While this arrangement has its fair share of detractors, however, it does provide certainty and stability – two components which are vital to a growth of a nation.

There is no clear arrangement in Pakatan.

Dr Mahathir's first tenure as prime minister was autocratic with institutions compromised (some say the same is true today but done more subtly).

However, Malaysia achieved its highest ever economic growth of 10% in 1996. To his credit, Dr Mahathir's policies pulled the country out of two economic crisis in the mid-1980s and 90s.

Perhaps in his last leg of public service, Dr Mahathir should be allowed to be focused on achieving a hattrick of getting us out of the current economic predicament. His Vision 2020 has fallen short. The children who were born in 1991 when the Vision was announced were meant to be high income earners in a developed nation today.

Unfortunately, they form the bulk of youth unemployment (11%) and those needing to hold down two jobs as food delivery personnel and ride hailing service providers, among others.

No, Dr Mahathir, like the rest of us, is not immortal. Time sadly, is not on his side, and this is something he has admitted to recently, that he was tired and does not intend to serve a full term, stepping down after the culmination of the Asia Pacific Economic Cooperation (Apec) summit in November, which we are hosting.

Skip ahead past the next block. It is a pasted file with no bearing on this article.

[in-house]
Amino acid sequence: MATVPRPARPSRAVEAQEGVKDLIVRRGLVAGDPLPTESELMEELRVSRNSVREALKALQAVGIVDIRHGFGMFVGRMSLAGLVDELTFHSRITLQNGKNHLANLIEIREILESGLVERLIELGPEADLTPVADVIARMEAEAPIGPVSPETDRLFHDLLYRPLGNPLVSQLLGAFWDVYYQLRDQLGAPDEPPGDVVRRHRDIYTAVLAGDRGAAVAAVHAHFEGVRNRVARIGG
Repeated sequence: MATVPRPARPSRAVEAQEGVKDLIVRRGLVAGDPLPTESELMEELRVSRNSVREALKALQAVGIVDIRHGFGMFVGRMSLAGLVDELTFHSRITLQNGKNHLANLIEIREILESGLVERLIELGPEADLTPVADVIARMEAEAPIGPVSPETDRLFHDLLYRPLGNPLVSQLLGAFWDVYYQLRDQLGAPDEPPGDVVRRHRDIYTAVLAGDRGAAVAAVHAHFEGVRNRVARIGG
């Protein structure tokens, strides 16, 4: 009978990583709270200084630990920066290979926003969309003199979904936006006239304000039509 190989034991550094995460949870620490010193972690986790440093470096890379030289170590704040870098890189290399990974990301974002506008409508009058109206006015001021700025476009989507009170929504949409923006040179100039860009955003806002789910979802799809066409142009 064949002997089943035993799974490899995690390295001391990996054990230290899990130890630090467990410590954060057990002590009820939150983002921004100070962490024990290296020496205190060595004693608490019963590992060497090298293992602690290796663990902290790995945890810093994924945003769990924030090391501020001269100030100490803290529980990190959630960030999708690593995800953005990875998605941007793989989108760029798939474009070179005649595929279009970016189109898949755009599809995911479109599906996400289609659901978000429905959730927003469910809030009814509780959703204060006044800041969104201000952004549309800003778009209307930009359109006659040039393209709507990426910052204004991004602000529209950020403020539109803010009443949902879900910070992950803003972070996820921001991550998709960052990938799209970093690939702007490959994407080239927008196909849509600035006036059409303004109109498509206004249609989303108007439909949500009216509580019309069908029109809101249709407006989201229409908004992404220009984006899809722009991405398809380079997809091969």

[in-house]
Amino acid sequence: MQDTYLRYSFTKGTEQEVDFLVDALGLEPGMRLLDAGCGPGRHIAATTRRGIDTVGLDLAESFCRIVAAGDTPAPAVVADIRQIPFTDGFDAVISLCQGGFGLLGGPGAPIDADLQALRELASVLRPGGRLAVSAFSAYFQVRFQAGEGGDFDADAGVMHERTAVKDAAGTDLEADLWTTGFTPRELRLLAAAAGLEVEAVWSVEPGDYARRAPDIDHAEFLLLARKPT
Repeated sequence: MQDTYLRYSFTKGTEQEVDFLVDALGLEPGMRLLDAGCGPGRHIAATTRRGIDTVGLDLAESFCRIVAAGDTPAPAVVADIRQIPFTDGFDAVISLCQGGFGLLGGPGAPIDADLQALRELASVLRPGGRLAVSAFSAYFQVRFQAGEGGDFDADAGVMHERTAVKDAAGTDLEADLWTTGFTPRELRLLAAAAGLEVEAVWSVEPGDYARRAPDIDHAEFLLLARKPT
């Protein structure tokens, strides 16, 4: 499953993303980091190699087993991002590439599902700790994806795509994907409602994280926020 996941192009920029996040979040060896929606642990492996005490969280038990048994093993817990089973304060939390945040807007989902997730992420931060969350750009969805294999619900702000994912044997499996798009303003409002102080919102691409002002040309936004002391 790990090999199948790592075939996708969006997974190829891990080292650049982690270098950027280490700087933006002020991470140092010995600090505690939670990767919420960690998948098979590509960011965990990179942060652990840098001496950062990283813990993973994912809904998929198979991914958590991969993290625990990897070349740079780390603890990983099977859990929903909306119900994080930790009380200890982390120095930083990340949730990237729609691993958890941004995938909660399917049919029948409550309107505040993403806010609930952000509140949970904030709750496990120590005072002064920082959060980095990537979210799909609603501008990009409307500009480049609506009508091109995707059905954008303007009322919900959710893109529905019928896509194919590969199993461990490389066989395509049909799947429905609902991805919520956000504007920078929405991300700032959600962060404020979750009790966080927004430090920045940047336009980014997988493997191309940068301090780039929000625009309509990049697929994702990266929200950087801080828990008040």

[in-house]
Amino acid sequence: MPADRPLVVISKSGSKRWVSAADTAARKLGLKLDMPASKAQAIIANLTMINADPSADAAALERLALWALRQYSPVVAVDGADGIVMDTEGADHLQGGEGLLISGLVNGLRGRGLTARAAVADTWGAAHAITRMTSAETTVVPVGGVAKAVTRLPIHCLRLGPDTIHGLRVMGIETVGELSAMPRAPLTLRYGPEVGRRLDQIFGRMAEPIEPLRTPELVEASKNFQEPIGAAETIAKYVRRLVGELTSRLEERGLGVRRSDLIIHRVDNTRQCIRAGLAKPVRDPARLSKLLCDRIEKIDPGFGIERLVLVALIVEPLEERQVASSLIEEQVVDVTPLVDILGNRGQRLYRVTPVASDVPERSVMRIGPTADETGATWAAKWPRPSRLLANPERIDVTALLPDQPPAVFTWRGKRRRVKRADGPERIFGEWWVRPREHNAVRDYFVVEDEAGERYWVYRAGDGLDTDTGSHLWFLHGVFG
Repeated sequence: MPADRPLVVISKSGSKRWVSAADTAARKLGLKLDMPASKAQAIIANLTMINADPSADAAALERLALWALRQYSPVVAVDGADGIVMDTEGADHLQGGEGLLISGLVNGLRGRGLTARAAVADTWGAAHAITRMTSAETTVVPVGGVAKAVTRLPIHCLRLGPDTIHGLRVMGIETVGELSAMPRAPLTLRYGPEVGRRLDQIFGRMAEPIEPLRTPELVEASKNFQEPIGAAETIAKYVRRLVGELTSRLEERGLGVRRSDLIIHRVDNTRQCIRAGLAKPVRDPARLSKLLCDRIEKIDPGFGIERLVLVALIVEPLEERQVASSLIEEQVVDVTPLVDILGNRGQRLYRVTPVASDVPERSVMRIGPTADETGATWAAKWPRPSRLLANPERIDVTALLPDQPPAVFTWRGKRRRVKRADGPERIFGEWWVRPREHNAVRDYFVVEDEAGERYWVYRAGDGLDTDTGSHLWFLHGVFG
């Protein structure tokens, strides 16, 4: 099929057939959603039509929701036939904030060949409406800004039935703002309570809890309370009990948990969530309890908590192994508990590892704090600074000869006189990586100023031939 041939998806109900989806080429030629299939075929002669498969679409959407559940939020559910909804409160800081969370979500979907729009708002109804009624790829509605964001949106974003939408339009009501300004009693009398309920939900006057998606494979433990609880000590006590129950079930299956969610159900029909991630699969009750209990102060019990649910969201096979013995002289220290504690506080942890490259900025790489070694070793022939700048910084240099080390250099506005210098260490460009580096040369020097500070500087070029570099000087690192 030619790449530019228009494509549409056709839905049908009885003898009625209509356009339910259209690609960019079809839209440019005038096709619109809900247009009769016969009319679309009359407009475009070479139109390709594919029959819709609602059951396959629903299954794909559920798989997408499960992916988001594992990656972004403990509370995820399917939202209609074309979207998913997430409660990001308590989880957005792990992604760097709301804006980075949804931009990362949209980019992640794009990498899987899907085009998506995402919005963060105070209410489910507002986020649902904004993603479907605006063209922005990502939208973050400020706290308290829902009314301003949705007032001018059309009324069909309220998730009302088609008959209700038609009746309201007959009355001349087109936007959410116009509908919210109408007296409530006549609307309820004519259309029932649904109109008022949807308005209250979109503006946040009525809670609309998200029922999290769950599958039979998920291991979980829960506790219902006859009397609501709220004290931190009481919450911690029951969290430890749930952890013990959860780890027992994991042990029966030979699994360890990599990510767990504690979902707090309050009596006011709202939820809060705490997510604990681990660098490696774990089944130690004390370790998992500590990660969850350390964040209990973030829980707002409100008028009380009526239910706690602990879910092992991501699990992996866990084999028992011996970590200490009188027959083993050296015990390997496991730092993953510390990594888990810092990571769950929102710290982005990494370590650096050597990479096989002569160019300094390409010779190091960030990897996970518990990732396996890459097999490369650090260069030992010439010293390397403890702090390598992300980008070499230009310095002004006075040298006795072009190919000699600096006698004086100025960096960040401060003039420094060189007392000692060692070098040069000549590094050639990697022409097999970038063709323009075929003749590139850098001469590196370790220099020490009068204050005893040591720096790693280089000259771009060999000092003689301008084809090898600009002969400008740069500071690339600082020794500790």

With this target to work towards to, it is probably the right time for the Pakatan coalition to close ranks and start charting the transition and post transition plans – bearing in mind that limiting the tenure of the prime

minister to two terms is one of the reforms promised by Pakatan.

The Opposition be it Umno or PAS will do what it is meant to do in a healthy democracy – undermine their political rivals.

However, a responsible political block such as Pakatan which after finally achieving the impossible feat of unseating Barisan should be focused on staying in power by fulfilling the hopes and aspirations of the people.

Unfortunately, the way Pakatan has been behaving which will ultimately lead to its own destruction, brings to mind the Malay saying, "a monkey receiving a flower".

We may be mortal but the memories of our deeds need not be. How history will remember Dr Mahathir and this crop of political leaders will largely depend on how they behave in these next few months.

Article type: metered
User Type: anonymous web
User Status:
Campaign ID: 1
Cxense type: free
User access status: 0
Subscribe now to our Premium Plan for an ad-free and unlimited reading experience!
Terence Fernandez

Terence Fernandez

Terence Fernandez is an award-winning journalist and communications consultant.


Next In Columnists

Yeoh – our pride and joy
Can we just enjoy all our M&M’s?
Embedding integrity in value systems
Blues and Reds must realise there’re limits to what money can buy
Tribute to a great judge and lawyer
A pecking order in policy
Hair trigger in senior years
Caught in the act
The great nepotism debate
Find long-term solutions for the economy

Others Also Read